In Between, Austin Chronicle, February 17, 2006.

by Benné Rockett

http://www.austinchronicle.com/issues/dispatch/2006-02-17/arts_review4.html

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Julia C. Butridge Gallery, Dougherty Arts Center, through Feb. 28

I’ve always been captivated by the liminal moments of an artist’s career. Most of the art in my own collection consists of the moving through and beyond identity as the new direction is being defined, as it is being lived. In those moments, the artist is a pioneer, whether self-appointed, invited, or recruited. This is a time (sometimes months to years) filled with tension and crisis, ultimately arriving at a new beginning. The resultant works are seminal and distinguished.

Composed of projects, maquettes, proposals, and large-scale installations, the exhibition “In Between” provides the viewer with a rare opportunity to interact with the ideas that inform the exhibited works. Psychogeography, dimensionality, technology and the sonic environment, material manipulation, and public space reallocation are the themes behind the works of Alexander Villareal, Jacob Villanueva, Cole Thompson, Terra Goolsby, and Hunter Cross. If you are thinking you can’t imagine how some of these concepts translate into art, don’t worry. You don’t have to literally understand the ideas.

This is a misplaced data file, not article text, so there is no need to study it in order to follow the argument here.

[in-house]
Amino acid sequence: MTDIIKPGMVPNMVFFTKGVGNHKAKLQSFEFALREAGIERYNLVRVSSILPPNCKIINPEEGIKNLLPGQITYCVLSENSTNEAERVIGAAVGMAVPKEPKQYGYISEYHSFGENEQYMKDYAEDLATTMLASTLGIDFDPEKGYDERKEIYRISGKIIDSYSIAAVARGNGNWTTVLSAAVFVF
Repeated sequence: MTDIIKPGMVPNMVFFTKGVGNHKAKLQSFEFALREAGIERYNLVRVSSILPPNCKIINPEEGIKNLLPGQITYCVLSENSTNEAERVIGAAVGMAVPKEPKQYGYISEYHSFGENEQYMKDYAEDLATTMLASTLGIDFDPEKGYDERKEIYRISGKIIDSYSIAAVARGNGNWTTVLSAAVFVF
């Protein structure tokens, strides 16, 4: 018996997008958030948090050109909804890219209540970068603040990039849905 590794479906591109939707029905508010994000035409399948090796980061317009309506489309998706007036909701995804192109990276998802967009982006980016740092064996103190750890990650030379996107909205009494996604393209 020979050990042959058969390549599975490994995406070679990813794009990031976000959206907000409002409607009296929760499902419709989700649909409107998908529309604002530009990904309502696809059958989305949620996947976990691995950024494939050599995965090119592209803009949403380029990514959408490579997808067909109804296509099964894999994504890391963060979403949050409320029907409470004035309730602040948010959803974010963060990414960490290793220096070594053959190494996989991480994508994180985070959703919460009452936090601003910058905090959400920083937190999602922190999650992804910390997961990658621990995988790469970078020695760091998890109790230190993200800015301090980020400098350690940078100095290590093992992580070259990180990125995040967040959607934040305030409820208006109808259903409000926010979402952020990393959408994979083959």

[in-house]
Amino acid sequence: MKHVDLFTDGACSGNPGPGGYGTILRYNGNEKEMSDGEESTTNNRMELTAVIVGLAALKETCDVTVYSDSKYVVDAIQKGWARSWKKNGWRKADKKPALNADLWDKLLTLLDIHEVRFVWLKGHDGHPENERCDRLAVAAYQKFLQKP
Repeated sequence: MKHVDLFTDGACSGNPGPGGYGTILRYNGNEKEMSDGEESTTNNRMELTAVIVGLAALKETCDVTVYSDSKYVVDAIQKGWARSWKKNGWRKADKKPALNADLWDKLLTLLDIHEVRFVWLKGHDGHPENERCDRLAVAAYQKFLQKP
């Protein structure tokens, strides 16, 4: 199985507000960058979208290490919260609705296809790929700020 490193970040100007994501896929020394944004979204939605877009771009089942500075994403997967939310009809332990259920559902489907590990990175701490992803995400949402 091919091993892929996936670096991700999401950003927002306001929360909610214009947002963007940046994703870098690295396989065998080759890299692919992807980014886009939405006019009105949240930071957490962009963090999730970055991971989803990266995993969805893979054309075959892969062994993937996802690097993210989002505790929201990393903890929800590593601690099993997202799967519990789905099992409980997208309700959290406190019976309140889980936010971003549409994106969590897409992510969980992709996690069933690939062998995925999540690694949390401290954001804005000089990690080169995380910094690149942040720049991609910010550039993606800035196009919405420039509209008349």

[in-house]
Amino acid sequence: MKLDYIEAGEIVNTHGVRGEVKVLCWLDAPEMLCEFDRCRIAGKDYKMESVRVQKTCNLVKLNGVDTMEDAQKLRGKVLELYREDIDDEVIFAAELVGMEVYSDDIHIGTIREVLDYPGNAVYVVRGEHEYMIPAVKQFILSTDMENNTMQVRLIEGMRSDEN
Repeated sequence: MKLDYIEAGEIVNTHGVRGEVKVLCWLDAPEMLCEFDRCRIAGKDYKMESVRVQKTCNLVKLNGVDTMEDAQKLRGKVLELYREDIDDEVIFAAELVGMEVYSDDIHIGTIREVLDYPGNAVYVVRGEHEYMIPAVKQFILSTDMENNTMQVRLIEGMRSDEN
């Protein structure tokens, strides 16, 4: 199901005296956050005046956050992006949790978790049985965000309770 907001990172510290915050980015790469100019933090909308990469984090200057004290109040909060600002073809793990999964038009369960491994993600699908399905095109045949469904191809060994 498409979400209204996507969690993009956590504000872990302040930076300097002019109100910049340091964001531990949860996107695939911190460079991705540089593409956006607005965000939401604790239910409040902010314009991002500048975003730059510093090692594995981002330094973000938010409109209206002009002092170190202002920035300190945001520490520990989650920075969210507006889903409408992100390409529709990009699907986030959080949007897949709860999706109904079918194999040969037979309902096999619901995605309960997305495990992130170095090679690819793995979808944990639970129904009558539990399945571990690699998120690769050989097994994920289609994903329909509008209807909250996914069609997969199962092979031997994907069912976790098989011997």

Writings by each artist become our map for understanding this life between borders – conceptual dead-ends to physical execution of ambitious projects. An added bonus is that the choice of materials have easy associations: Gold painted laminate brick flooring takes us to Oz; translucent spheres injected with nail polish recall the injury-inflicting Clackers of the Seventies; a multiperspective video installation takes us to the underground world of cellars and basements; golden statuettes arching across a stairway lead to discourse concerning competition; and breathing plastic polymer walls conjure time spent blowing up beach balls or balloons.

Peering into the space between is a gift; one experienced and one to be celebrated by all cultures and all communities. The transitional is where our rituals and tales come from, where we move from childhood to adulthood, from descriptions of love surrounded by the language of grief. Each stage of the project helps you, artist and viewer, become more articulate in the realities of impermanence and more prepared for what is to come; that you are left to imagine what is possible.